Track your improvements over time
Help you share your accessibility report to showcase your continuing commitment to digital inclusion
Recite Me Toolbar
With the back-end website build taken care of, the Recite Me assistive accessibility toolbar boosts your website’s usability by allowing website visitors to make individual or multiple adjustments for ultimate ease of use. Users can:
- Personalise font size, type, and colour options to make each web page easier to read.
- Choose the exact colour contrast between the text and background.
- Utilise the mask screen tool, which isolates parts of the page to help with focus.
- Use the ruler tool to make reading easier.
- Download and save any written web content as an MP3 file as an alternative to reading.
- Convert page content into over 100 different on-screen languages.
- Have the page read aloud in a choice of over 40 different languages.
- Customise PDF documents and have them read aloud or translated.
- Zoom in on any part of a webpage.
· Use the built-in spell-checker and a fully integrated dictionary and thesaurus.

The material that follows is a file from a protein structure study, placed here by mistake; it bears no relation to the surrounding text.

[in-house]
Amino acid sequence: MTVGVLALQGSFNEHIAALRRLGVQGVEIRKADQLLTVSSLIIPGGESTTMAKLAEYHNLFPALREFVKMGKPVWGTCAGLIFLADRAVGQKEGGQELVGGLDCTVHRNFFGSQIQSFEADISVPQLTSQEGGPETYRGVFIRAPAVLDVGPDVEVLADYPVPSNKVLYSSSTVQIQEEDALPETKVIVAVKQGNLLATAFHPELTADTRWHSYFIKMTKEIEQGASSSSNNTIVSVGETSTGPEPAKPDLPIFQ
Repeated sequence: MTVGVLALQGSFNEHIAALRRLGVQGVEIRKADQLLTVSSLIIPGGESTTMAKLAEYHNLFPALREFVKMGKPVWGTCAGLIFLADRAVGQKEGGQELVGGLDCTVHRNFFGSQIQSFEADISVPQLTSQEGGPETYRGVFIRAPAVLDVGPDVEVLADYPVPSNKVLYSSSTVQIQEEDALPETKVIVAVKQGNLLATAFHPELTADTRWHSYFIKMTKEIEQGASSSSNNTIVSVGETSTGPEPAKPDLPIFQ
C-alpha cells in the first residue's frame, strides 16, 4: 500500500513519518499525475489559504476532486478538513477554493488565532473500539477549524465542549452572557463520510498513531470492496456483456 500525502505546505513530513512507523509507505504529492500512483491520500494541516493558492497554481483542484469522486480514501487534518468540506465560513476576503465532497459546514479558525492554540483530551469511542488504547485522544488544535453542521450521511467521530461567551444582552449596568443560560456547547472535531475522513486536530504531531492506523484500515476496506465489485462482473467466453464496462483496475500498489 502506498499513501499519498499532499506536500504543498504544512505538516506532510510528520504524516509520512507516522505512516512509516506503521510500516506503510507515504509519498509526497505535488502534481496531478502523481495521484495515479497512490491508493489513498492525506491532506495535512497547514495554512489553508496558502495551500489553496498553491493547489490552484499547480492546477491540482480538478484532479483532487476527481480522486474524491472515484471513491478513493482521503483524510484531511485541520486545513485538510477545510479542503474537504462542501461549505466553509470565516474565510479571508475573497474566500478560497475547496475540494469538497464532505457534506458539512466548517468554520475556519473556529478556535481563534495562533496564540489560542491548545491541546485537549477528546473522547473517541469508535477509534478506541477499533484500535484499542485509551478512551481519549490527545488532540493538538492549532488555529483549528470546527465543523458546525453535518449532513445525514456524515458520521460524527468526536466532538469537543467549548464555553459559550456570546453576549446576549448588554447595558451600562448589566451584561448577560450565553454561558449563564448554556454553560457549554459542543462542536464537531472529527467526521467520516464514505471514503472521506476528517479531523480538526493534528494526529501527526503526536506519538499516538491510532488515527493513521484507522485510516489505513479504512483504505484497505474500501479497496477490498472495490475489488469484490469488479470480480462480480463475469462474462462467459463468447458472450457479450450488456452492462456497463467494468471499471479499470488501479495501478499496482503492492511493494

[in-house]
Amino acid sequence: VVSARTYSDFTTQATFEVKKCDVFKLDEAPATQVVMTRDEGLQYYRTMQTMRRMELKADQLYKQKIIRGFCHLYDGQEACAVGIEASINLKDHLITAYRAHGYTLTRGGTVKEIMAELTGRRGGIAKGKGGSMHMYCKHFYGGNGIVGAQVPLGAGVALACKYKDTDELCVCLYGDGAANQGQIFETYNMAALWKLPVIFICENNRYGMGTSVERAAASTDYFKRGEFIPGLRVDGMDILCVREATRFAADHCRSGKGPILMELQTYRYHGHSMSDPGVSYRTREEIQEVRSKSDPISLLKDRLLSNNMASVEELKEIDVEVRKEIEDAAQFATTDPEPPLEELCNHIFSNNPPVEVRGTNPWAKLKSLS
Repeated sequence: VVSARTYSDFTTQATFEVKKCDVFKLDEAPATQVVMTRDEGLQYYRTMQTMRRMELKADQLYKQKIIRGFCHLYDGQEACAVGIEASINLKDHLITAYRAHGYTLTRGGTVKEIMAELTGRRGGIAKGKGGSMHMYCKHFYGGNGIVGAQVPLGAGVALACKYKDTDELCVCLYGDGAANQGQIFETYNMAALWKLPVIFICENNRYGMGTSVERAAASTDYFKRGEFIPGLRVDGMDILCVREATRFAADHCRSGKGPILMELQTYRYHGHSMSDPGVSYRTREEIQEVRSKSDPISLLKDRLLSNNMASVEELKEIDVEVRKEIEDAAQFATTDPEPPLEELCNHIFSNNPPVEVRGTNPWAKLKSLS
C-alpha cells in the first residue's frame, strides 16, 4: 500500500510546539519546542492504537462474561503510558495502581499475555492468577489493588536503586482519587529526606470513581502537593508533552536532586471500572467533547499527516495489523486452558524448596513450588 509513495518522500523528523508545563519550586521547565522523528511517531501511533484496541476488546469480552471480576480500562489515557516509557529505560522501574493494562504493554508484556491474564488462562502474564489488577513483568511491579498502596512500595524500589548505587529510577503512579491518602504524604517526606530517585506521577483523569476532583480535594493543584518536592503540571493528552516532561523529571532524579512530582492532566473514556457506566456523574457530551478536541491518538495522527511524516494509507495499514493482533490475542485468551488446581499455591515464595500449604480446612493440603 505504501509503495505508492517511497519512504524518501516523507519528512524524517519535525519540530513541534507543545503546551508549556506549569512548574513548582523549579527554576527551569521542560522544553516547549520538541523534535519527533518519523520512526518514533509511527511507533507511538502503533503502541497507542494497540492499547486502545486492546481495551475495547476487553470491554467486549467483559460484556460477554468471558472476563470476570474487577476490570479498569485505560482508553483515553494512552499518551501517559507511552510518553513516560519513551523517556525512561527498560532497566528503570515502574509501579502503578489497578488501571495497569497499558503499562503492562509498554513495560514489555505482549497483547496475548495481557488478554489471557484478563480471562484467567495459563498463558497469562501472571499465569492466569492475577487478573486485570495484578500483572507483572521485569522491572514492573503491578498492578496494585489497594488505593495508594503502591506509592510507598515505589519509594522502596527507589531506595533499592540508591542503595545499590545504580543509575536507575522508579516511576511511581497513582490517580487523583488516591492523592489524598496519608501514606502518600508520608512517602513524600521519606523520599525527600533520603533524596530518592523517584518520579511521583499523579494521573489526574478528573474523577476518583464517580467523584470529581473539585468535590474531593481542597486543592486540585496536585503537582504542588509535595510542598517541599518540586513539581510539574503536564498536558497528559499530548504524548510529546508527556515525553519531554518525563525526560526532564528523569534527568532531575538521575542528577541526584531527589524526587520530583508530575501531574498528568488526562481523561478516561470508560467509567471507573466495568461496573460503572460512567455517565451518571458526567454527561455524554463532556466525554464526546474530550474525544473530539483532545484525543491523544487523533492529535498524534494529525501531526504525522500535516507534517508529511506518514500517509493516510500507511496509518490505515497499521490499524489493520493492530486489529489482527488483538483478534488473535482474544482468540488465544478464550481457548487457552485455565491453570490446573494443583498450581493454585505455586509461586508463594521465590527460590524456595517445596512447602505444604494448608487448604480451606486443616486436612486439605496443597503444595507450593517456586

Start Your Web Accessibility Compliance Journey Today
Website accessibility is an important issue in Australia, and there are several laws and standards that regulate it. The DDA and the AHRC Act provide a framework for ensuring that websites are accessible to individuals with disabilities.
Making a website that is WCAG 2.1 AA compliant and that has additional user experience support, is imperative to create a digital environment that can be accessed by the widest possible audience including people with disabilities. But online accessibility is a journey, not a destination. Recite Me is here to help every step of the way to provide an inclusive and compliant website.
Get to work on your online inclusion strategy today by booking in some time with the Recite Me team.